Hot tubs don’t necessarily need to be plumbed in since you can just fill them with a hose. However, the pump and filter systems will require electricity.

Note that if you want an indoor hot tub, you will probably have to build an extension as the tub will usually need to be installed first before the walls are built around it. Choosing an indoor hot tub is more complicated since you have things like the floors, the walls, and drainage to consider.

The Maintenance Of a Sauna vs. Hot Tub

Maintaining a sauna is relatively easy and requires minimal daily maintenance. You just need to ensure there is enough airflow to allow it to dry when you’re not using it. Of course you need to take care of the wood paneling and benches, and make sure your sauna hygiene is good, but generally – saunas require very little maintenance.

On the other hand, hot tubs require more attention and ongoing maintenance. You need to monitor the water chemistry at least twice a week and add chemical products to alter the chemistry if it’s not right. The filter will also need to be removed and cleaned or replaced as required, and you’ll need to keep a constant eye on it to check when this happens.

Additionally, you’ll also need to change the water every few months, even if you look after it with the proper chemicals and keep the filters clean. This ongoing maintenance can add up in terms of both time and cost.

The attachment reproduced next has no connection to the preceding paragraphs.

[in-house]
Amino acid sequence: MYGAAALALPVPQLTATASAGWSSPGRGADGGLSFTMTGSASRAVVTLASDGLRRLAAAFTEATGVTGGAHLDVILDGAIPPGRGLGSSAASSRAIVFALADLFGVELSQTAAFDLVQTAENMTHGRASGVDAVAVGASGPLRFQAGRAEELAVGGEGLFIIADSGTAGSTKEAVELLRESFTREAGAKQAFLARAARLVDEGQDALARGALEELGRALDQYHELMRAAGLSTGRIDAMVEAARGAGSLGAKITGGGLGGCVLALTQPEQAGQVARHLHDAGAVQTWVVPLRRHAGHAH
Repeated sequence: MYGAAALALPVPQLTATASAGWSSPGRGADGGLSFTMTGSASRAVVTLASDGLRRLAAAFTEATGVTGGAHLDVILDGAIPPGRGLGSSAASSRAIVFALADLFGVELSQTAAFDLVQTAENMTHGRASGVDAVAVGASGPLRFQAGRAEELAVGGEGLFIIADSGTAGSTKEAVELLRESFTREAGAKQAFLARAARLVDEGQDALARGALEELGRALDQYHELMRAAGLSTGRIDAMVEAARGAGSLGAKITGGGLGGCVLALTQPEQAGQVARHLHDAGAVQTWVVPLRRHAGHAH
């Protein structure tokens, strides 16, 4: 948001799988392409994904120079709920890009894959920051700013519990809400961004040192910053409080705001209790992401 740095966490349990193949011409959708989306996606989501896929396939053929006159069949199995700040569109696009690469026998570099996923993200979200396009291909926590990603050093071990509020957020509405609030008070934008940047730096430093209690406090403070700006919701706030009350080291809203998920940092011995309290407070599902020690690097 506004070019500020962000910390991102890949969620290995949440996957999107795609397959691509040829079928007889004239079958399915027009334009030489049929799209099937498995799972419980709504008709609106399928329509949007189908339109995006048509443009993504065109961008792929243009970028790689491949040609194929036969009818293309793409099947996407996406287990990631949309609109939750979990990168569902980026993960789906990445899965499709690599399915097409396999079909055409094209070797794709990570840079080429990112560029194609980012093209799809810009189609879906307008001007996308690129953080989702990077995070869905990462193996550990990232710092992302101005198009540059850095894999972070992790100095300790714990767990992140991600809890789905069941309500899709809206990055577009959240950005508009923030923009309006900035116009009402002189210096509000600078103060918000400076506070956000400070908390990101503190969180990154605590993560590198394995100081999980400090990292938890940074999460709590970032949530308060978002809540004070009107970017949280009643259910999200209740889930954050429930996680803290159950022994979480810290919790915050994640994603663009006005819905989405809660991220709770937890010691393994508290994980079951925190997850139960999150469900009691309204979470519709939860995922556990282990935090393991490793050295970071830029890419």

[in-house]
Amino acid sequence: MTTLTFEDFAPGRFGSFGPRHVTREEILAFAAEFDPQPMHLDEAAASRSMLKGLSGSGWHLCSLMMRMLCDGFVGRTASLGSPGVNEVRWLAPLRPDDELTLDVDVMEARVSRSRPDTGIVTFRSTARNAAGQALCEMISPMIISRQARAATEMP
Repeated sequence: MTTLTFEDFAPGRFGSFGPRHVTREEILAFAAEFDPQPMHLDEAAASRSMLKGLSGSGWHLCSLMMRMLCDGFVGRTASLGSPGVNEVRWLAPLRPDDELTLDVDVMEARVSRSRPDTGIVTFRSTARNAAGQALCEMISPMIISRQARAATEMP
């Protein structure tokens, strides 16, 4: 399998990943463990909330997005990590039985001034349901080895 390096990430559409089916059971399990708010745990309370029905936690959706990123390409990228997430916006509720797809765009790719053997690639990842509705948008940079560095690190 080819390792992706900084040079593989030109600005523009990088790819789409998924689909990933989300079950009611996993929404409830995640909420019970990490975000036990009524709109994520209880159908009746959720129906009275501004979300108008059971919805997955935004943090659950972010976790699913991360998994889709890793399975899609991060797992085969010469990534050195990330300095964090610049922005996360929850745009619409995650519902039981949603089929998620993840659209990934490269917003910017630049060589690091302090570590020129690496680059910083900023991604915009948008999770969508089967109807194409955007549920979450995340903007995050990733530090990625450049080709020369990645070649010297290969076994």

The Cost of a Sauna vs. Hot Tub

When it comes to purchasing and installing a sauna or hot tub, the costs can vary greatly. A kit for a four-person sauna can cost between $2500-$3500, and professional installation can cost up to $1500-$3000.

On the other hand, a four-person hot tub can cost between $3000-$20 000, depending on the model. Installation is cheaper, costing around $300 if you do some of the work yourself or $500 if you get professionals to do all the work.

I will break down our costs for installing both sauna and hot tub.

  • Cost of purchasing our hot tub (coming soon)
  • Cost of building our electric outdoor sauna (coming soon)

Once installed, however, running a sauna is much cheaper than running a hot tub. Since you only turn on the sauna when you use it, it can cost as little as $0.50 an hour. Conversely, hot tubs need to be left on all the time, and depending on how energy efficient yours is, you can expect an increase in your electricity bill of around $20-$70 a month.

Energy Efficiency of a Sauna vs. Hot Tub

In terms of energy usage, both saunas and hot tubs require electricity to operate. However, saunas generally require less energy than hot tubs, making them a more energy-efficient option. Hot tub needs to be “on” at all times, whereas sauna doesn’t.